by Lisa Lieberman
As Russia annexes Crimea, bringing us back to the bad old days of the Cold War, it's hard to remember the allure that Communism once held, particularly among bourgeois intellectuals. All the old Marxist apologists have died, a good many of them having publicly renounced their faith. The bloom is off the rose. But amidst the devastation of World War II, Europeans dreamed of abolishing the injustice that economic inequality brought, abandoning the nationalism that had caused the war, and remaking their societies from the bottom up.
Playwright Gyula Háy was nineteen when he was forced to flee his native Hungary. Like other supporters of Béla Kun's short-lived Council Republic (an effort to establish a Soviet-style dictatorship of the proletariat in Hungary after its defeat in World War I), he was targeted in the subsequent White Terror instituted by Admiral Horthy's nationalist and authoritarian regime. Háy found his way to Berlin along with other Communists and fellow travelers. After the Nazis came to power, most of these radicals wound up in the Soviet Union, where they led a precarious existence, always at risk of being eliminated in one of Stalin's purges. Yet those who managed to survive emerged from the war with their idealism intact. Here's how Háy described his return to Hungary in a Soviet airplane in April 1945 after twenty-five years in exile, ten of them in the USSR:
All the way from Moscow to Budapest in a bomber over the Carpathians, a solemn feeling had been gathering in my breast. I had been able for ten years to watch one realization of the great idea, full of mistakes and loose ends. Now was my chance to realize the same idea in my own country.
The Song of Freedom
A famous 1947 Hungarian film captures the hope of the immediate postwar period quite well. Somewhere in Europe was written by Béla Balázs, a comrade of Háy's, who taught at Moscow's State Film Institute from 1933-1945. There he came into contact with the great Soviet directors of the revolutionary era: Sergei Eisenstein, Dziga Vertov, Vsevolod Pudovkin, and Alexander Dovzhenko. All were evacuated to the city of Alma-Ata in Kazakhstan during the war—Háy and Balázs included—where they set up a makeshift studio to produce propaganda films urging resistance to the German invaders. Somewhere in Europe demonstrates a good deal of Soviet cinematic technique, from the opening montage of marching German soldiers intercut with scenes of wartime destruction to the angled images throughout the film and the documentary feel of the first half of the picture, with its long shots and sparing use of dialogue.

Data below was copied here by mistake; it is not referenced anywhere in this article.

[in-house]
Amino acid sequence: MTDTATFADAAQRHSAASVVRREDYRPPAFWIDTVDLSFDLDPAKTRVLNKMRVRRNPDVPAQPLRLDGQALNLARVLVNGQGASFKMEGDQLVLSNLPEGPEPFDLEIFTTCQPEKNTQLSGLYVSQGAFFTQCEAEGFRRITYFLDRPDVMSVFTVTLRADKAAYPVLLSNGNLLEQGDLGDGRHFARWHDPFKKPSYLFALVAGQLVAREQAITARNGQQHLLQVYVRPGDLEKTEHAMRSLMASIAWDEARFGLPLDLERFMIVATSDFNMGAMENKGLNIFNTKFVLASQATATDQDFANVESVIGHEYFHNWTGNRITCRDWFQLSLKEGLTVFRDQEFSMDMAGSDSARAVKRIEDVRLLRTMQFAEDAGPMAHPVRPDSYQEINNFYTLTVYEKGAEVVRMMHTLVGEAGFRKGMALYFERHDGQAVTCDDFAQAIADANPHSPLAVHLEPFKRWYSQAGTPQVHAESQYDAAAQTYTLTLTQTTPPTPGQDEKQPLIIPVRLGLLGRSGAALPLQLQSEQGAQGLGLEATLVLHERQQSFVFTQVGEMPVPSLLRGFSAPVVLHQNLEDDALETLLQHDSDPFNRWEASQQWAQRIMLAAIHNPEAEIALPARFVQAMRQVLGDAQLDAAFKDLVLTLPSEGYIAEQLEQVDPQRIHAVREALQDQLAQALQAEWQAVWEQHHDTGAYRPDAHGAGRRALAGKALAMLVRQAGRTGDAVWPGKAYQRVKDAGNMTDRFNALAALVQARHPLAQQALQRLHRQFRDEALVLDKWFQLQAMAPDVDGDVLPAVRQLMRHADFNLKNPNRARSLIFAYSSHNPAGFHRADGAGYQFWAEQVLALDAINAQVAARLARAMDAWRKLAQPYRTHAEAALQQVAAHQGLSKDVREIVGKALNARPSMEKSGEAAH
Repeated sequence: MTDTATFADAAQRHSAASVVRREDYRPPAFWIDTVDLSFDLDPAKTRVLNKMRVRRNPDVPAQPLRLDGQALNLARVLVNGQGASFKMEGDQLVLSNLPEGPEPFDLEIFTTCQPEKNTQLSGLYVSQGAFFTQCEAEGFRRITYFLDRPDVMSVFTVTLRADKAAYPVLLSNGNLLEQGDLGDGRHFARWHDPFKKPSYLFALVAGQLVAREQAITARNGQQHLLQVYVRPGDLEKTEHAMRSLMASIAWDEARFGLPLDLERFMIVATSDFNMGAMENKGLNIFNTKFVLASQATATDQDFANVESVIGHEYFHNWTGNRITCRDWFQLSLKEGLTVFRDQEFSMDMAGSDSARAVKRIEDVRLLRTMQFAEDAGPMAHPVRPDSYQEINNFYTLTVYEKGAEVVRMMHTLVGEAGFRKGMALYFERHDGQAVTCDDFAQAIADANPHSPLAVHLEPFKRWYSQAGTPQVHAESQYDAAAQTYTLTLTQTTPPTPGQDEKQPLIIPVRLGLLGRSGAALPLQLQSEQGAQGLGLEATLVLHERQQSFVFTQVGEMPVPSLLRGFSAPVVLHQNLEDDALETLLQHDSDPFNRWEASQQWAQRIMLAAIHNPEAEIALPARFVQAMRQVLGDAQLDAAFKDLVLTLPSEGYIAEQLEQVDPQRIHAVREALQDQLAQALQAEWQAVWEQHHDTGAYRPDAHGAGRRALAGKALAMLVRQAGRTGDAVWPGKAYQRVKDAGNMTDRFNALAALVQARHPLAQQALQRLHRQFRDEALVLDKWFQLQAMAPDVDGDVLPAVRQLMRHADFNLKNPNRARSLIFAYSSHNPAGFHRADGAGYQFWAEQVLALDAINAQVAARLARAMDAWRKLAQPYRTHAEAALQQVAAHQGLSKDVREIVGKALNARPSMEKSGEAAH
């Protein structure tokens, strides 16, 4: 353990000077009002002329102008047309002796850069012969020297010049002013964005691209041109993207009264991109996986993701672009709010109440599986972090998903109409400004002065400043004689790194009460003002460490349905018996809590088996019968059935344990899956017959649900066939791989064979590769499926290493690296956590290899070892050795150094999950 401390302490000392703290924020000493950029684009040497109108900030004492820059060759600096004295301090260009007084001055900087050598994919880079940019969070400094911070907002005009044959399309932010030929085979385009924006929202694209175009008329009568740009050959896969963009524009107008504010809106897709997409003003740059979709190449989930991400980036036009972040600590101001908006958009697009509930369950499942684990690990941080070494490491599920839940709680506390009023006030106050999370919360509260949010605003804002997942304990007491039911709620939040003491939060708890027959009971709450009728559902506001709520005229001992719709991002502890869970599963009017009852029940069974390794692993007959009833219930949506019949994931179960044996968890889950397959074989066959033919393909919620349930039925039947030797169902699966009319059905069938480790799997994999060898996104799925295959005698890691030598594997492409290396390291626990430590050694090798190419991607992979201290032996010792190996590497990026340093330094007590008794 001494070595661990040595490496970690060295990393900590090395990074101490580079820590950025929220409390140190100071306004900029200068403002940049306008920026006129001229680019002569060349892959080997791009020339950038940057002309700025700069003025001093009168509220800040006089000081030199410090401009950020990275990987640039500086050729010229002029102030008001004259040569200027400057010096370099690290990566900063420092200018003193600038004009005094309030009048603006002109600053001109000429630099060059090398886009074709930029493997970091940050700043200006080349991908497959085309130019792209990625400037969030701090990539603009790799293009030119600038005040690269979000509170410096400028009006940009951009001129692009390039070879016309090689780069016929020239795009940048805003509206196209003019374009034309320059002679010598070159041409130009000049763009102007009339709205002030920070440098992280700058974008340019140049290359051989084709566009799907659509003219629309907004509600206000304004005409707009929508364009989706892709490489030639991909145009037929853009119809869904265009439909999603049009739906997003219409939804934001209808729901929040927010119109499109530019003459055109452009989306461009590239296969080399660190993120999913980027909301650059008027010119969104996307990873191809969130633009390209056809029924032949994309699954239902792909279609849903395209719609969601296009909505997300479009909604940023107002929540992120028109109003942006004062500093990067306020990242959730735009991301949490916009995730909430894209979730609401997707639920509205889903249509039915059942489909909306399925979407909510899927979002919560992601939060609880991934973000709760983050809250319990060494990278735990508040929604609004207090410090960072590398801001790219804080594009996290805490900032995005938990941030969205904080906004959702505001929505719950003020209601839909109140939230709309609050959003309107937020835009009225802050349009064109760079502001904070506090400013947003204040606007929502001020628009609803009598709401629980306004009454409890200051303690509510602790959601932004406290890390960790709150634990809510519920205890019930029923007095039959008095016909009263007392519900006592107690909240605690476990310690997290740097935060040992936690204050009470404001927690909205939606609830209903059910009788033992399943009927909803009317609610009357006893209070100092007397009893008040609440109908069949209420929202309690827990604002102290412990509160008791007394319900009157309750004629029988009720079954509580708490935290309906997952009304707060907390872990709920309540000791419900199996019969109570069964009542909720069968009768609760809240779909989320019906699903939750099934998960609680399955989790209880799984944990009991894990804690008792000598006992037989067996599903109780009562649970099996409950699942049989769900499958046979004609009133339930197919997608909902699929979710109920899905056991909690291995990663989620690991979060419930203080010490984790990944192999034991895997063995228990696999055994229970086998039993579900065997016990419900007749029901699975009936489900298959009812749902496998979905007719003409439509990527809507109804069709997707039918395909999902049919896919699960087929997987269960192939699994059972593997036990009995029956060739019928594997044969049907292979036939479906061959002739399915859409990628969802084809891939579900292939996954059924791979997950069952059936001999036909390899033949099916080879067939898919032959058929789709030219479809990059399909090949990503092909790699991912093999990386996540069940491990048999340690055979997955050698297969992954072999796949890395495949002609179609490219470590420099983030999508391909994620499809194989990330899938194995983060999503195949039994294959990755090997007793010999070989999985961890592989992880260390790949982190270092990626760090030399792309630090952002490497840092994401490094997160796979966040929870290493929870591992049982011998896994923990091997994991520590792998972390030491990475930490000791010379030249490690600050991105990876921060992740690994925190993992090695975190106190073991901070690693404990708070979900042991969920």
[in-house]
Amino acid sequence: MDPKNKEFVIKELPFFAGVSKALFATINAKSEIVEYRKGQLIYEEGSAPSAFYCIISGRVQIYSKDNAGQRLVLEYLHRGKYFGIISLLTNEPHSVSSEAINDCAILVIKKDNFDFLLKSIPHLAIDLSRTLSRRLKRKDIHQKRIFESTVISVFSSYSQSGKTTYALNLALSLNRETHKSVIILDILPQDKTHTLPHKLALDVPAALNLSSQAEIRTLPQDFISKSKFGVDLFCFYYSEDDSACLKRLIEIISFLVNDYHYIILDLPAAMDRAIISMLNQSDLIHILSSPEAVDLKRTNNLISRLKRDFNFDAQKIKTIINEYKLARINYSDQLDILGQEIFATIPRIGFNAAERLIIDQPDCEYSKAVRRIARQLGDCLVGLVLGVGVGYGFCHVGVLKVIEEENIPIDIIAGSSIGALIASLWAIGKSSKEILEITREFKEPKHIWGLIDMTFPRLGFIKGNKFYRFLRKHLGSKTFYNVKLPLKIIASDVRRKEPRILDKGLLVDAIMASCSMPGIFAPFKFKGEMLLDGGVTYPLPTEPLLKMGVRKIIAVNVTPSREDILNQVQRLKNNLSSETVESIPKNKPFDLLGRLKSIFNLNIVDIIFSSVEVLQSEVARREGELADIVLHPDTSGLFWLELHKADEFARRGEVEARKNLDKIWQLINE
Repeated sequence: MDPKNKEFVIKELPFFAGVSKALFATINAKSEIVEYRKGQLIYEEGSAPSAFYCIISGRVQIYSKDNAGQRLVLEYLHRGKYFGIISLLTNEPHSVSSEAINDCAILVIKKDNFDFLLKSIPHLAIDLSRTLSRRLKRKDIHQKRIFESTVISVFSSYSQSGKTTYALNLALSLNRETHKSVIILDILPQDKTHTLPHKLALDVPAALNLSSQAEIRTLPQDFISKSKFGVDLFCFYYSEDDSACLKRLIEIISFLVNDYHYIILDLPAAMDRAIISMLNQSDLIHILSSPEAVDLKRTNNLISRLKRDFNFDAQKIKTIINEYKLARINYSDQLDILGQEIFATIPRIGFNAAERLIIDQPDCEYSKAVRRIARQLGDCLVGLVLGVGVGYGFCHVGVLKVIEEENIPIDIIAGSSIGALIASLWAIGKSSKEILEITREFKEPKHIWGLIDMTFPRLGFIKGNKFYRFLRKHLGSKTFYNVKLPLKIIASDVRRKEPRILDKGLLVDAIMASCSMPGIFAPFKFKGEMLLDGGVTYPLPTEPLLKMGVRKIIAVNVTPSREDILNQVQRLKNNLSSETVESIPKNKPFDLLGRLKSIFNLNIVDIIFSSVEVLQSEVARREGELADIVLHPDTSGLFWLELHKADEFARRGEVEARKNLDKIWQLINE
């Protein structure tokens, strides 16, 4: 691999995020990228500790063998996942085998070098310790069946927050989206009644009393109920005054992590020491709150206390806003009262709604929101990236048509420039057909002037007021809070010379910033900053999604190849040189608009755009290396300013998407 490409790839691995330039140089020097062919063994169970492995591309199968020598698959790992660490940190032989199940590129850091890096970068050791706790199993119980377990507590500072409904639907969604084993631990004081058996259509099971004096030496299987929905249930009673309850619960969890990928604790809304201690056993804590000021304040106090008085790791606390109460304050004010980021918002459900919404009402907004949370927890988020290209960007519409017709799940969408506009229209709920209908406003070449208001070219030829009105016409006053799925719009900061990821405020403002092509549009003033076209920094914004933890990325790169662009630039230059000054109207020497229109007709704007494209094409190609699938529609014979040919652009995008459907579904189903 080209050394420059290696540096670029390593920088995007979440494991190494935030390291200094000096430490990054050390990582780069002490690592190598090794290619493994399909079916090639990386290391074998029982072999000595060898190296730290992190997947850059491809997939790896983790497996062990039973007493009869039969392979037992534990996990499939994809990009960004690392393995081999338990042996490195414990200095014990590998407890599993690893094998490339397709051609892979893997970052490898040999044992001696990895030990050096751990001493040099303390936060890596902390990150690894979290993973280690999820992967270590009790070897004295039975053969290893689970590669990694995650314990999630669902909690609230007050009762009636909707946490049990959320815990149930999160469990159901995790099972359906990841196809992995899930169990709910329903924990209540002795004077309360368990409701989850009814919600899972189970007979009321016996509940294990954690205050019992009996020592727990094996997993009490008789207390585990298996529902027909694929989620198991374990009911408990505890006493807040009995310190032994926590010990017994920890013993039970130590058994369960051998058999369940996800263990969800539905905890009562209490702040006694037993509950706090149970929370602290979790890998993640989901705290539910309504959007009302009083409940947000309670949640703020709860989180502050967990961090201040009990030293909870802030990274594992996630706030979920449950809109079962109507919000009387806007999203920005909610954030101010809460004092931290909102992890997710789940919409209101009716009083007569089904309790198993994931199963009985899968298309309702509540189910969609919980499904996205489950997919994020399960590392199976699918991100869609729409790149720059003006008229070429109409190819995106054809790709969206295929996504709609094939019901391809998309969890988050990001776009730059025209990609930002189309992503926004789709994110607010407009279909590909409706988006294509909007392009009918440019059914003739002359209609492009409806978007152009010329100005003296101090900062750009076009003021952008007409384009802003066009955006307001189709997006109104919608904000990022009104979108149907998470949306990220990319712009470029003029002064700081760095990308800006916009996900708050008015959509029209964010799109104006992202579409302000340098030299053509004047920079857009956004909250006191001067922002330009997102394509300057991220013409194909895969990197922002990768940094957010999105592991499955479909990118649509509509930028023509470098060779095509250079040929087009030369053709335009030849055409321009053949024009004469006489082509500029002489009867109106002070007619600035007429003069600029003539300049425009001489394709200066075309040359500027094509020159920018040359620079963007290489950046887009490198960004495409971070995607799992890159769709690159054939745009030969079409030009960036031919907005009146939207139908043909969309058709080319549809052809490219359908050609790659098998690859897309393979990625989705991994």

In the chaotic final months of the war, a group of orphans band together for protection. The traumatized children have turned feral; all they do is fight with one another and steal food, inciting the anger of some villagers, who are still under the thumb of the fascist Arrow Cross. The orphans find refuge with a gentle old man who lives in a ruined castle in the steep hills above the village. He teaches them civility, offers a glimpse of a world without poverty, and trains them to whistle “La Marseillaise,” the anthem of the French Revolution. Armed with little more than the song and a few handfuls of rocks, they withstand the townspeople's assault on their safe haven and take possession of the future.
My favorite scene is when the old man, who turns out to be an internationally acclaimed orchestra conductor, Piotr Simon, is noodling on his piano. The melody resolves into “Für Elise,” but Beethoven is soon supplanted by the booming chords of Rachmaninoff's “Prelude in C-sharp minor.” Kuksi, the smallest and cutest of the orphans, has climbed up onto the piano. He asks Simon why he's playing his music all alone in the castle (side-stepping the question of how the old man got a piano up there, with the war raging all around).
“Down below in the world there's too much noise going on. They wouldn't hear the music,” replies the old man.
“What's music for?” Kuksi persists.
“What's music for? If something hurts very much, or if something is too beautiful to put into words, this is the way you tell it.”
Now things get serious. Simon launches into a rousing rendition of “La Marseillaise.” A young man wrote this song, he explains, and it quickly caught on.
“And when a sea of people were singing it, their song was answered by guns. Canons, tanks, and machine guns. But the song was always stronger. It went around the world because people understood what that young man wanted to say. It's about freedom.”
The oldest boy, a reform school escapee, scoffs at this. “Freedom. We played that game on the highway and almost starved.”
“You weren't free. Freedom means that you're not forced to suffer, do evil things or hurt others. The worst captivity is poverty,” Simon explains patiently to big and small boy alike, with all the other orphans listening raptly.
The Red Fairy Book